Instead of the financially and mentally fraught family life that Oliver painted for Felix, the latter finds a suburban home with stories of yearly vacations to Greece. Oliver isn’t actually an economically challenged individual. He’s hardly even middle-class! Consequently, Felix (and the audience) must reckon with Oliver’s betrayal and its implication on his every action thus far.

Yet, the objective truth remains that Oliver lied to Felix to get closer to him. Although the motive behind the same may vary, the former’s dogged infatuation with the other boy is hardly up for debate. Oliver confirms the same in his final confrontation with Felix at the hedge maze center.

Oliver knew his upper-middle-class upbringing wouldn’t make him an object of interest to Felix. The other boy had every luxury available at the palm of his hand. As such, the one thing out of his reach was a lack of privilege. Therefore, Oliver molds himself into someone Felix would want to keep around so that he can hold onto the other boy for longer. When phrased like so, one can easily believe Oliver must have been in love with Felix.

After all, it’s easy to tell Oliver’s infatuation goes beyond voyeurism and into an almost uncomfortable need to consume Felix, as conveyed by the former’s draw toward Felix’s ejaculation-mixed-bath-water. Thus, by their last interaction, where Oliver desperately tries to make Felix believe he only lied because he loves him, one can almost accept that’s all there is to it.

Even as Oliver murders Felix in cold blood afterward, it won’t be difficult to believe Oliver loved Felix in his own twisted, psychopathic way that confuses love with obsession and ends in self-induced destruction. Nevertheless, the film’s grand finale, which reveals one final piece of Oliver’s overarching puzzle, prevents any such interpretations.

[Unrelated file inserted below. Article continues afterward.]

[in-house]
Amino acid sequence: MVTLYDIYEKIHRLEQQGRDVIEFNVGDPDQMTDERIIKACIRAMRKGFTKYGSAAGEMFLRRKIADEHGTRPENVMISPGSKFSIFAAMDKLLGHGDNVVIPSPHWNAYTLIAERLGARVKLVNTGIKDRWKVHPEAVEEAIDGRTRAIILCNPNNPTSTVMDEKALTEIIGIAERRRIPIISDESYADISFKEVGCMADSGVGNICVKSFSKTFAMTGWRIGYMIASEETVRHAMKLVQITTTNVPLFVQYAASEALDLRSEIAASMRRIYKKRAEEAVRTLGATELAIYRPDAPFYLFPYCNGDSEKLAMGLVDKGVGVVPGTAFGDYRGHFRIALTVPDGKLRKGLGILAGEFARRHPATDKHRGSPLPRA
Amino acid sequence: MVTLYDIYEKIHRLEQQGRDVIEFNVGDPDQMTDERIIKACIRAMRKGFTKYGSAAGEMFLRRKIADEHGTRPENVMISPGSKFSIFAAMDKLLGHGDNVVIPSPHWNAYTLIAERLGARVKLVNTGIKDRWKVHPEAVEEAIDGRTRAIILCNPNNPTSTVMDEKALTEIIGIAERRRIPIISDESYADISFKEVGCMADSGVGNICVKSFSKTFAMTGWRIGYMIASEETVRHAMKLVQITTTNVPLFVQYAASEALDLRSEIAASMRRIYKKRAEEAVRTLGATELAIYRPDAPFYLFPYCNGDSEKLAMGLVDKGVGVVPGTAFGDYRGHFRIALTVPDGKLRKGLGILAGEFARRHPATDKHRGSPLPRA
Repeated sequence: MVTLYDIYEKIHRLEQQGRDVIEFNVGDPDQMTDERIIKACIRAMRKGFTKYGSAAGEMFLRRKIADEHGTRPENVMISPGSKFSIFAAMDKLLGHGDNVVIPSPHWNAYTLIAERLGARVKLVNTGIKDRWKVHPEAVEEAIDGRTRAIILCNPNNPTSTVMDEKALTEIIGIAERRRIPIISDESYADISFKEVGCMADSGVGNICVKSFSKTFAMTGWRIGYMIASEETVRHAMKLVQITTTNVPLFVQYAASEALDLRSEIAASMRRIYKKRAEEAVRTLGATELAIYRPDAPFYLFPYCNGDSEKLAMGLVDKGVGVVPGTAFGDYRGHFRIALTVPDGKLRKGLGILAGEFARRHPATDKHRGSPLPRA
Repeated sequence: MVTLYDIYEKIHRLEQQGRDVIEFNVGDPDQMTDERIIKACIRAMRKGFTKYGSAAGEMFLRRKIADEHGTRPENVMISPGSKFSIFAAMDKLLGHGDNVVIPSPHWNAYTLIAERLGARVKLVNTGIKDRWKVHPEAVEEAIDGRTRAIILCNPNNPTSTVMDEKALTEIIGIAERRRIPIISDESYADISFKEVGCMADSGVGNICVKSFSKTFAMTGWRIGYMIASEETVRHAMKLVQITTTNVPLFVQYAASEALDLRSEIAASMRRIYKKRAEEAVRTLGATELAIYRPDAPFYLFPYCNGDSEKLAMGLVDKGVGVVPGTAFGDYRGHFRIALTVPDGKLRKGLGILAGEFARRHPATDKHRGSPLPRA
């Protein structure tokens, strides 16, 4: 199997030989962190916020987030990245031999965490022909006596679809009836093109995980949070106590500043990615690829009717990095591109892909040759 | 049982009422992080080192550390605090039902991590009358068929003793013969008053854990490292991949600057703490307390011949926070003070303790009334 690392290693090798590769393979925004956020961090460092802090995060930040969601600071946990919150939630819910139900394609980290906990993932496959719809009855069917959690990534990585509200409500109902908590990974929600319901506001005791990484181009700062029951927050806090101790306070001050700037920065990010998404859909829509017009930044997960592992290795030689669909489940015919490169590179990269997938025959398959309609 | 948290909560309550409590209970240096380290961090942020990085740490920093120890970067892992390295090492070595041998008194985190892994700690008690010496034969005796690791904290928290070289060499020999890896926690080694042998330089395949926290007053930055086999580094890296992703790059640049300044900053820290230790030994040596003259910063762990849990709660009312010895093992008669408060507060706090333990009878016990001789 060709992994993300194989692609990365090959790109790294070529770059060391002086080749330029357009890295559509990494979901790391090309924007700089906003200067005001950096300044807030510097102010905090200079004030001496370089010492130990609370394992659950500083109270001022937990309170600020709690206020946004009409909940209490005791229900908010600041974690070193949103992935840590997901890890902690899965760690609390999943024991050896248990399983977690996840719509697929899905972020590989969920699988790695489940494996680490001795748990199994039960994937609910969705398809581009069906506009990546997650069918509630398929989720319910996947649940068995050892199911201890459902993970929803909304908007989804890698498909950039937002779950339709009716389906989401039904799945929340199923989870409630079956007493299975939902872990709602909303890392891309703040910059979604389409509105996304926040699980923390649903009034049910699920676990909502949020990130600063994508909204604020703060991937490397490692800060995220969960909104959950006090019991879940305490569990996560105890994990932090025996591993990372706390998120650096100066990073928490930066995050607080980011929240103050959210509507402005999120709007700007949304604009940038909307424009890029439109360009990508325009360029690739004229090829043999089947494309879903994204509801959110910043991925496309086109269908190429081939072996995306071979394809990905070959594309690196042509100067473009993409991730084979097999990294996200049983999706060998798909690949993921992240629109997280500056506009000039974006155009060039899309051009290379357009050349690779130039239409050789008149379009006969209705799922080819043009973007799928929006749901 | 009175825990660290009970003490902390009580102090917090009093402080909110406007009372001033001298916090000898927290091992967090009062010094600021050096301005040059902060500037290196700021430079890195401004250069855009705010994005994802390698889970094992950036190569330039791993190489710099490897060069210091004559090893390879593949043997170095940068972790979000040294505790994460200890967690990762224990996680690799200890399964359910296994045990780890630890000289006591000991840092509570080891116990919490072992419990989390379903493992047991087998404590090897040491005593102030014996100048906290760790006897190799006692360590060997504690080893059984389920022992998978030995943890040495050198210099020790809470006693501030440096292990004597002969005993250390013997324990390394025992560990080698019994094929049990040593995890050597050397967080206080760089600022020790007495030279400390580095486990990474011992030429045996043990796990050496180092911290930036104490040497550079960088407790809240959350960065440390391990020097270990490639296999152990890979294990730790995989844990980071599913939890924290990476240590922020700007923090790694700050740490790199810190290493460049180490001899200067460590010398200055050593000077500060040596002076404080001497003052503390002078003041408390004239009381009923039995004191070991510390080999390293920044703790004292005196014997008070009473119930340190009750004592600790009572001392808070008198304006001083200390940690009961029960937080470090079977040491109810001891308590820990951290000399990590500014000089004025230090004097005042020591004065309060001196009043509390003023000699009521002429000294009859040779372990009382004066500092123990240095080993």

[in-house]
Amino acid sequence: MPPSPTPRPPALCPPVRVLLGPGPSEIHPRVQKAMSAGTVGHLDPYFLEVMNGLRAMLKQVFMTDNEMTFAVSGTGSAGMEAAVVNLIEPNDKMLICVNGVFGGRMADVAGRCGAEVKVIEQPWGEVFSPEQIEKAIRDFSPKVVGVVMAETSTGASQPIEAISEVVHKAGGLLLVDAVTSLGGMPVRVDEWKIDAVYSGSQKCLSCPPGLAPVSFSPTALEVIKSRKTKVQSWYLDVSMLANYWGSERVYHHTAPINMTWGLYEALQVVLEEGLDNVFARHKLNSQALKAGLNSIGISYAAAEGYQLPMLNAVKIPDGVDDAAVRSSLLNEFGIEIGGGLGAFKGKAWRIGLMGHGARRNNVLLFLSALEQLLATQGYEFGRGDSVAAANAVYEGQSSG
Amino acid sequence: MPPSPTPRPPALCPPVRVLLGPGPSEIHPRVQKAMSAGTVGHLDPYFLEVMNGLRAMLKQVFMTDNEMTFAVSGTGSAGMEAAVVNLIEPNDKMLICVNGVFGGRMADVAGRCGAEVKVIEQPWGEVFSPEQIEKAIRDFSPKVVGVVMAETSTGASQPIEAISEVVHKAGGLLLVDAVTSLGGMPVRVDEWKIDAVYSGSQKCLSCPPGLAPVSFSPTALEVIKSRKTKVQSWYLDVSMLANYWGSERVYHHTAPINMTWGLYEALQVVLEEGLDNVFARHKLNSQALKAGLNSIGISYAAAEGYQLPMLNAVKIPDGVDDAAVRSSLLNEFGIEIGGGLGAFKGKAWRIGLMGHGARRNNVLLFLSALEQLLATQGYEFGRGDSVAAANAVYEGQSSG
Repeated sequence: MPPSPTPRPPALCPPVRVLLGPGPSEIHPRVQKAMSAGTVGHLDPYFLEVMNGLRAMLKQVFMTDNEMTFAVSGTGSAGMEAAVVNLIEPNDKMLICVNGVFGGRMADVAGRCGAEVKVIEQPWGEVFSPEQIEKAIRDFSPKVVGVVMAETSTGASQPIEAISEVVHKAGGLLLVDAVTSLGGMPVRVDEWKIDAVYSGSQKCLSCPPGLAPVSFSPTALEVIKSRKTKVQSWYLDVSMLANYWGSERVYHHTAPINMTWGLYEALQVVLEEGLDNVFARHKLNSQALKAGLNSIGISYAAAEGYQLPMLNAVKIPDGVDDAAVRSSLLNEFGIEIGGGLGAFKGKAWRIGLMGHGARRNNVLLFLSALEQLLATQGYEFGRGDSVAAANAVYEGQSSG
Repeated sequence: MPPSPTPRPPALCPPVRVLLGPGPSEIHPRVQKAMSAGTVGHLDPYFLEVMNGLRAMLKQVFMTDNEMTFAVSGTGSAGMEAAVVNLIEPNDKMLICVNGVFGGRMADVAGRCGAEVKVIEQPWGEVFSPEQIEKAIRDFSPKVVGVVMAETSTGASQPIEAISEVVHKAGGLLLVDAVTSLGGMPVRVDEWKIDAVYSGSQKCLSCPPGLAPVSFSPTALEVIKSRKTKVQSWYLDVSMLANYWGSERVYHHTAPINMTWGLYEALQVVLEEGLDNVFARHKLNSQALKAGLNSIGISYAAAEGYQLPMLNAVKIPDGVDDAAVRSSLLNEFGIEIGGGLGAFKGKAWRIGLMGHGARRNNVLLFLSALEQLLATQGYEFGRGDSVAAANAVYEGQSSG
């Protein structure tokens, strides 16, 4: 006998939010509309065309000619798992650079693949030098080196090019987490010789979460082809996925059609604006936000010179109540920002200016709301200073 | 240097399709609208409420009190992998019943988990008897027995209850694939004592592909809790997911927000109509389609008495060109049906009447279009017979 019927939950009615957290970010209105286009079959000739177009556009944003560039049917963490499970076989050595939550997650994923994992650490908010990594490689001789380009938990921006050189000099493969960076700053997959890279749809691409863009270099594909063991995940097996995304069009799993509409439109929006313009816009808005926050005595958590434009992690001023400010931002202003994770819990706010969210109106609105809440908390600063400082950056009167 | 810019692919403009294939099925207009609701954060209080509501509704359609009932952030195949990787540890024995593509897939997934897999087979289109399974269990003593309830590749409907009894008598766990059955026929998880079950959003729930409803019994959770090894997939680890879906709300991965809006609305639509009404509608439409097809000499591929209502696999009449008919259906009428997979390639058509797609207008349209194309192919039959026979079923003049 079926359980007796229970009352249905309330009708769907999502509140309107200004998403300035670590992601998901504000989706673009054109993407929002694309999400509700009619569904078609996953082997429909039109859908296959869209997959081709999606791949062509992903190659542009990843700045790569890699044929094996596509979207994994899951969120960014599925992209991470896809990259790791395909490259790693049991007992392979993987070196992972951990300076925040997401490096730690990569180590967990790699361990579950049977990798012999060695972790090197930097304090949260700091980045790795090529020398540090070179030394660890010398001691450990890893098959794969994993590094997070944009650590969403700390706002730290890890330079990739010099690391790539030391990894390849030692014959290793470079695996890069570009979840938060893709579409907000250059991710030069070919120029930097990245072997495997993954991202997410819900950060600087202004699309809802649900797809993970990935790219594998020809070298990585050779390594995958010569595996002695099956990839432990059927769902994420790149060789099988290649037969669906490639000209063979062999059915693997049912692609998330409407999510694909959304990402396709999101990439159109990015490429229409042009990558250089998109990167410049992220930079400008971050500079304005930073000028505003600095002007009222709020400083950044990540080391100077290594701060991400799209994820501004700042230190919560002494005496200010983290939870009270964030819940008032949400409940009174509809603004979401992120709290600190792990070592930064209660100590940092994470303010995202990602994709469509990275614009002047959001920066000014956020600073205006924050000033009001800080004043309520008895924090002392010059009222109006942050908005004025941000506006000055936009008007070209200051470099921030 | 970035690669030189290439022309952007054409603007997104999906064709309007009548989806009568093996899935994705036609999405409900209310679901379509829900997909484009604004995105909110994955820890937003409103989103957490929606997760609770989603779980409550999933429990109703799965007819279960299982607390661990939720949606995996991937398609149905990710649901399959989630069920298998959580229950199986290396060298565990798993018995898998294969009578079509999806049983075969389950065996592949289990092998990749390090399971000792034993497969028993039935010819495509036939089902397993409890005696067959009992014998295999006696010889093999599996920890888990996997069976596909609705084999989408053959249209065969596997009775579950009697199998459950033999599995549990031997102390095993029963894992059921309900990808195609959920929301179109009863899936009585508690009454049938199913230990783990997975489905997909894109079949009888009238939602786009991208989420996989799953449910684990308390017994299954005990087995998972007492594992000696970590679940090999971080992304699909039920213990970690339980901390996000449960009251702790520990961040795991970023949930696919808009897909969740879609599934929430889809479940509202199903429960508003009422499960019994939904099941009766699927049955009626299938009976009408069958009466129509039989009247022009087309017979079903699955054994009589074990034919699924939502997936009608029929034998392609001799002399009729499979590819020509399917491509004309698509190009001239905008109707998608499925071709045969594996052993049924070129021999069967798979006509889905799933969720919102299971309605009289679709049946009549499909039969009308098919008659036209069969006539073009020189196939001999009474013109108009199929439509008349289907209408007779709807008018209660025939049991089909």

Oliver’s Overshadowing Obsession With Saltburn

While Oliver’s attraction toward Felix is apparent throughout the film, his attraction isn’t limited to him. Yet, even though Oliver participates in sexual encounters with other people, the act inevitably ends up having a connection to Felix. As such, none of the interactions seem to hold any significance out of how they may affect Oliver and Felix’s relationship. Except for Oliver’s tenacious attempts to gain ownership over Saltburn Estate.

Before, Oliver’s infatuation with the mansion could be interpreted in favor of the legitimacy of his feelings for Felix. Oliver wants to stay at Saltburn, which would help him remain in Felix’s life. However, once Felix isn’t around anymore, by Oliver’s own doing, the latter’s attempts to win over Saltburn speak only of his infatuation with the luxury that the estate represents.

The argument that it symbolizes Oliver’s actual desire to be Felix also falls short, considering Oliver ends up murdering the entire Catton family to gain Saltburn. If the boy wanted Felix’s life, it would’ve consisted of the ability and freedom to be a spoilt brat to a wealthy family, not the person who runs the estate. Thus, Oliver’s final victory lap, a solitary nude dance through Saltburn, seems to hammer in the man’s motives, which have always revolved around his love for Felix’s wealth and his family’s lifestyle rather than any form of love for Felix himself.

As for Oliver’s relationship with Felix, it’s possible there were moments when some twisted form of love persisted between the two. After all, Oliver’s feelings for his friend— love, hate, desire, or envy— burned so intensely that it blurred all lines. Even after Felix’s death, Oliver’s actions remain ambiguous.

Does Oliver’s actions toward Felix’s grave depict some perverted attempt to finally sleep with him? Or was it the conclusive desecration of Felix’s life? Either way, it’s not an act born of love. Thus, we can conclude that if Oliver was in love, it was always with the Saltburn Estate instead of Felix Catton.